Cremated remains (“cremains”) are generally placed in an urn or some other type of container. Cemeteries provide grave spaces for earth burial as well as entombment in a columbarium.

Columbarium’s are structures containing many small compartments (“niches”) for enclosure of urns. Columbarium’s are oftentimes located within mausoleums.

Survivors often keep cremains at home in urns. Many decorative styles of urns are available. Scattering of cremains is another common option. Local regulations govern the scattering of cremains on public property. Cemeteries offer scattering gardens for this purpose.

What are the considerations in choosing between earth burial and entombment?

Earth burial vs. entombment is essentially a matter of personal preference. Some people prefer the idea of being entombed above ground in a more protected environment. Others are opposed to extensive land use for purposes of burial and view entombment as a more environmentally-friendly option. Perpetual care and maintenance of a grave space may be a concern. Costs are always an issue; however, costs can vary widely for either earth burial or entombment.

How do I arrange a burial at sea?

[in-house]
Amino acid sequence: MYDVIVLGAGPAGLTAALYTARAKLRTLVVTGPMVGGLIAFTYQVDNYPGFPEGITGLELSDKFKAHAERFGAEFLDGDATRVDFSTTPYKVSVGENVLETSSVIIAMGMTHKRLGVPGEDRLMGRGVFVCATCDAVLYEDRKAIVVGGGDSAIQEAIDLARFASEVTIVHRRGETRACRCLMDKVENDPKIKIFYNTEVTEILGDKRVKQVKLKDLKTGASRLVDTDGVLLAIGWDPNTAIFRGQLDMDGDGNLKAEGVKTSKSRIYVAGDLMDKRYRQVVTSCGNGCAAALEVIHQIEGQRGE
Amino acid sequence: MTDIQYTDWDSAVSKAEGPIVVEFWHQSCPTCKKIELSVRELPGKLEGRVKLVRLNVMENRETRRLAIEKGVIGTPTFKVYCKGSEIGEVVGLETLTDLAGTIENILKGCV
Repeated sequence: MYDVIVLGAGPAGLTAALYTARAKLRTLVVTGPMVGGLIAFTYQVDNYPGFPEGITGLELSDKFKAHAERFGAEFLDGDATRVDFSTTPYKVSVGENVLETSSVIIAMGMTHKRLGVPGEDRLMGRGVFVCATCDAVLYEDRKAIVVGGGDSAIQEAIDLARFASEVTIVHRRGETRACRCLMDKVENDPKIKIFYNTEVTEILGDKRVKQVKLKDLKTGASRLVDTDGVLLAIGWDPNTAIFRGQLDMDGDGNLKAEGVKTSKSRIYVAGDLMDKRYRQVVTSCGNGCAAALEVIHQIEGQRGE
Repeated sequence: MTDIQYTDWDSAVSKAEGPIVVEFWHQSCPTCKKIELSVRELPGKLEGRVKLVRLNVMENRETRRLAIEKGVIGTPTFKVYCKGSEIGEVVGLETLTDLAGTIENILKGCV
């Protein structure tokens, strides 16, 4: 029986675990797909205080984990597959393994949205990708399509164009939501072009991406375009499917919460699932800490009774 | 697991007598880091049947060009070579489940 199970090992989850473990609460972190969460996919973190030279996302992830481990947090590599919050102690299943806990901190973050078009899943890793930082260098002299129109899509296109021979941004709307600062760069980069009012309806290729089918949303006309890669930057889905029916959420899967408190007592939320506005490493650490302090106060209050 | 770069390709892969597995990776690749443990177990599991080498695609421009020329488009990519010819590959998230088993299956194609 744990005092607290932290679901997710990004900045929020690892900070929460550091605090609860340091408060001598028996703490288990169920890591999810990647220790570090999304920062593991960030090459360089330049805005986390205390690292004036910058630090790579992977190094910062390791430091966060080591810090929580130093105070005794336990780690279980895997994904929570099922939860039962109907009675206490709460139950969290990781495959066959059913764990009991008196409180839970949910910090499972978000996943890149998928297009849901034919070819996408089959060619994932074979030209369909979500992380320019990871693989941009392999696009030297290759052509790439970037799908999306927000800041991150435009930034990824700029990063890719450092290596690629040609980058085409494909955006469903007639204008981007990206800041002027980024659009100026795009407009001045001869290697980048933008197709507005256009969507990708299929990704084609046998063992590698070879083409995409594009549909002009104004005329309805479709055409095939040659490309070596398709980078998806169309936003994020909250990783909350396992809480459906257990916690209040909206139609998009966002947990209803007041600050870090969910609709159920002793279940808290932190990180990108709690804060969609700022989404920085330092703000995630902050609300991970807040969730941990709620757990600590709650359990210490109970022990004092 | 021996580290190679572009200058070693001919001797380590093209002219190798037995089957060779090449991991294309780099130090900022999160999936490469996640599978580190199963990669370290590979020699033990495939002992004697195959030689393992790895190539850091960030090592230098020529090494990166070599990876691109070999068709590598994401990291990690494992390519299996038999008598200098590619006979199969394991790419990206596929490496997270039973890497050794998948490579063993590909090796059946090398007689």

Service providers specializing in burial at sea are available through funeral directors or by contacting them directly. These service providers are familiar with the various federal and state laws and will handle all governmental reporting requirements.

The most common method of burial at sea is a scattering of cremated remains. Whole body burials are possible but they are more involved due, in part, to regulations requiring them to be done at a specific depth of the sea and the need for a specially prepared casket that will descend to the ocean floor.

The Department of the Navy offers free burial at sea services for veterans and their families subject to certain restrictions.

How does a whole body or organ donation affect funeral ceremonies?

Donation of organs or donation of the body should not affect funeral ceremonies. Donated organs must be transplanted shortly after death. After the organs have been taken, all aspects of the funeral can proceed as they would otherwise, including an open casket viewing, traditional funeral services, and burial or cremation. Likewise, donation of a body to medical science can be preceded by a viewing and funeral ceremonies.

How do I become an organ donor?

Take these 3 steps to ensure that your donation wishes will be followed:

  1. Make your family aware of your decision to donate. Family consent will be needed regardless of whether you have signed a Donor Card or a Driver’s License. They will be more likely to follow your wishes if you have discussed the issue with them previously.
  2. Sign a Uniform Donor Card and have 2 people (preferably family members) sign as witnesses. The back of your Driver’s License may also have a donor authorization form.
  3. Carry the Donor Card in your wallet at all times.
What is cremation and how is it done?